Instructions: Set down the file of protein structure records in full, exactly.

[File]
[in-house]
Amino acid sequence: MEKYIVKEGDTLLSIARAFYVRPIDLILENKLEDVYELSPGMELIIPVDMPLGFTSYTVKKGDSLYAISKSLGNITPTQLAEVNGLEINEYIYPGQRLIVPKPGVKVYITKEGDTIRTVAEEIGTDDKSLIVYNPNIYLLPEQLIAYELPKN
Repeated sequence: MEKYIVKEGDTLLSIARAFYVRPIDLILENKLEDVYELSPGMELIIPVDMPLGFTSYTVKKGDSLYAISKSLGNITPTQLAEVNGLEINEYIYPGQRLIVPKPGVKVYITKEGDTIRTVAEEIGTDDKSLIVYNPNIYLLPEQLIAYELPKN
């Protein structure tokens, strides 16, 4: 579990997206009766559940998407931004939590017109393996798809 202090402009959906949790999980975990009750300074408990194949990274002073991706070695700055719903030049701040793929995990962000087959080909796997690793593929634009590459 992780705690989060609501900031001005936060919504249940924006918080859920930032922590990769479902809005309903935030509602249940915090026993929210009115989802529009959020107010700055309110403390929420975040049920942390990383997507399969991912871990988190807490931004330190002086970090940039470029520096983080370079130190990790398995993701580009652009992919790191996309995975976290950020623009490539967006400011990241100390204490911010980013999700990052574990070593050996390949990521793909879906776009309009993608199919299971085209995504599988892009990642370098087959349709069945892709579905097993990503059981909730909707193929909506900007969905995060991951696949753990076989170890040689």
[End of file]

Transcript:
[in-house]
Amino acid sequence: MEKYIVKEGDTLLSIARAFYVRPIDLILENKLEDVYELSPGMELIIPVDMPLGFTSYTVKKGDSLYAISKSLGNITPTQLAEVNGLEINEYIYPGQRLIVPKPGVKVYITKEGDTIRTVAEEIGTDDKSLIVYNPNIYLLPEQLIAYELPKN
Repeated sequence: MEKYIVKEGDTLLSIARAFYVRPIDLILENKLEDVYELSPGMELIIPVDMPLGFTSYTVKKGDSLYAISKSLGNITPTQLAEVNGLEINEYIYPGQRLIVPKPGVKVYITKEGDTIRTVAEEIGTDDKSLIVYNPNIYLLPEQLIAYELPKN
């Protein structure tokens, strides 16, 4: 579990997206009766559940998407931004939590017109393996798809 202090402009959906949790999980975990009750300074408990194949990274002073991706070695700055719903030049701040793929995990962000087959080909796997690793593929634009590459 992780705690989060609501900031001005936060919504249940924006918080859920930032922590990769479902809005309903935030509602249940915090026993929210009115989802529009959020107010700055309110403390929420975040049920942390990383997507399969991912871990988190807490931004330190002086970090940039470029520096983080370079130190990790398995993701580009652009992919790191996309995975976290950020623009490539967006400011990241100390204490911010980013999700990052574990070593050996390949990521793909879906776009309009993608199919299971085209995504599988892009990642370098087959349709069945892709579905097993990503059981909730909707193929909506900007969905995060991951696949753990076989170890040689």